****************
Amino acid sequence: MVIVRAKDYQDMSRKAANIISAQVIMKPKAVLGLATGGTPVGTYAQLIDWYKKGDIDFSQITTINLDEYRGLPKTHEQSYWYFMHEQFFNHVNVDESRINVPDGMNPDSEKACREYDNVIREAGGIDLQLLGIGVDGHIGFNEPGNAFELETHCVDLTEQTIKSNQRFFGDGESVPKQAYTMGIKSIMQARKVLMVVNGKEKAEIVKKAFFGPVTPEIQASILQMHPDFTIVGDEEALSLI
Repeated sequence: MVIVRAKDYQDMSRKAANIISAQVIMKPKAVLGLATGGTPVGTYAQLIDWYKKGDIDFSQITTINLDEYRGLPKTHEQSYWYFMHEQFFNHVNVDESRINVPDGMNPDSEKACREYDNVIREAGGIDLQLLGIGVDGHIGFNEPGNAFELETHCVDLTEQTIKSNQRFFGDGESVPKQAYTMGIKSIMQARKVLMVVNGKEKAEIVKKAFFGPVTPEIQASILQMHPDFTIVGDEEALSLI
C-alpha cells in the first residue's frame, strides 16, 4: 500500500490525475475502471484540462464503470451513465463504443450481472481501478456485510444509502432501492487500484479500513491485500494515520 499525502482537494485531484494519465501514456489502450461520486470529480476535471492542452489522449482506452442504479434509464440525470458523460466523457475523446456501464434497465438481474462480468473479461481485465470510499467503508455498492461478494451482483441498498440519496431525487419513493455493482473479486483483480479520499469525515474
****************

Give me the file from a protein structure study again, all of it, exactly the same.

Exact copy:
Amino acid sequence: MVIVRAKDYQDMSRKAANIISAQVIMKPKAVLGLATGGTPVGTYAQLIDWYKKGDIDFSQITTINLDEYRGLPKTHEQSYWYFMHEQFFNHVNVDESRINVPDGMNPDSEKACREYDNVIREAGGIDLQLLGIGVDGHIGFNEPGNAFELETHCVDLTEQTIKSNQRFFGDGESVPKQAYTMGIKSIMQARKVLMVVNGKEKAEIVKKAFFGPVTPEIQASILQMHPDFTIVGDEEALSLI
Repeated sequence: MVIVRAKDYQDMSRKAANIISAQVIMKPKAVLGLATGGTPVGTYAQLIDWYKKGDIDFSQITTINLDEYRGLPKTHEQSYWYFMHEQFFNHVNVDESRINVPDGMNPDSEKACREYDNVIREAGGIDLQLLGIGVDGHIGFNEPGNAFELETHCVDLTEQTIKSNQRFFGDGESVPKQAYTMGIKSIMQARKVLMVVNGKEKAEIVKKAFFGPVTPEIQASILQMHPDFTIVGDEEALSLI
C-alpha cells in the first residue's frame, strides 16, 4: 500500500490525475475502471484540462464503470451513465463504443450481472481501478456485510444509502432501492487500484479500513491485500494515520 499525502482537494485531484494519465501514456489502450461520486470529480476535471492542452489522449482506452442504479434509464440525470458523460466523457475523446456501464434497465438481474462480468473479461481485465470510499467503508455498492461478494451482483441498498440519496431525487419513493455493482473479486483483480479520499469525515474